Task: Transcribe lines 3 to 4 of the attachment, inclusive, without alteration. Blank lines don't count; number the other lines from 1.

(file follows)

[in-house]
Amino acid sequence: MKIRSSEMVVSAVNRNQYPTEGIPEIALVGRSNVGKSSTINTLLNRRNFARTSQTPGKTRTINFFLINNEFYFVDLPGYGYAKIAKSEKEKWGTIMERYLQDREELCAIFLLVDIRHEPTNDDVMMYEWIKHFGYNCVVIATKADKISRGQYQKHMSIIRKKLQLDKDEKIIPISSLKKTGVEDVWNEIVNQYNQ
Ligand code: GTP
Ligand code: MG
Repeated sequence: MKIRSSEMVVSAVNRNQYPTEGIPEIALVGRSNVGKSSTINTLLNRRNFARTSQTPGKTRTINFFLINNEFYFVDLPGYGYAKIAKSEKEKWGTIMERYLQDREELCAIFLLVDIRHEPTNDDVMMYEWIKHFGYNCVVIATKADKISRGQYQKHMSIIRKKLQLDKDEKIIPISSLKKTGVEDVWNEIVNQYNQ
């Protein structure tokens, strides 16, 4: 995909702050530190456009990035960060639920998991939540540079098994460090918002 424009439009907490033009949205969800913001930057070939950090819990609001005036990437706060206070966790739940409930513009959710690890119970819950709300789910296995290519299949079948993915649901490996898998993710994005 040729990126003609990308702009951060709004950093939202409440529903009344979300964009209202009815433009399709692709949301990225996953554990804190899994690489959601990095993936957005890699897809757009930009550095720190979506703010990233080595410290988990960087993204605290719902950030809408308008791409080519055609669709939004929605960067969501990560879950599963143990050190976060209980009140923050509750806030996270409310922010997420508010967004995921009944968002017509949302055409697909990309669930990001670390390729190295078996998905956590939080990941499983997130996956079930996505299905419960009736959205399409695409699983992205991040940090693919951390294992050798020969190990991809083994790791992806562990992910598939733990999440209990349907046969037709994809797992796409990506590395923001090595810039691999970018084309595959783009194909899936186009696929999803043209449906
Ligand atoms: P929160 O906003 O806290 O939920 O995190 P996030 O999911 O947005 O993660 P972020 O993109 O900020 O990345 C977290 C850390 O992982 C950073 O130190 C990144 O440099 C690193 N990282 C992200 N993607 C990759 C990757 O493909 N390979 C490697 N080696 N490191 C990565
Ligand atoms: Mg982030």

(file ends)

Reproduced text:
Ligand code: GTP
Ligand code: MG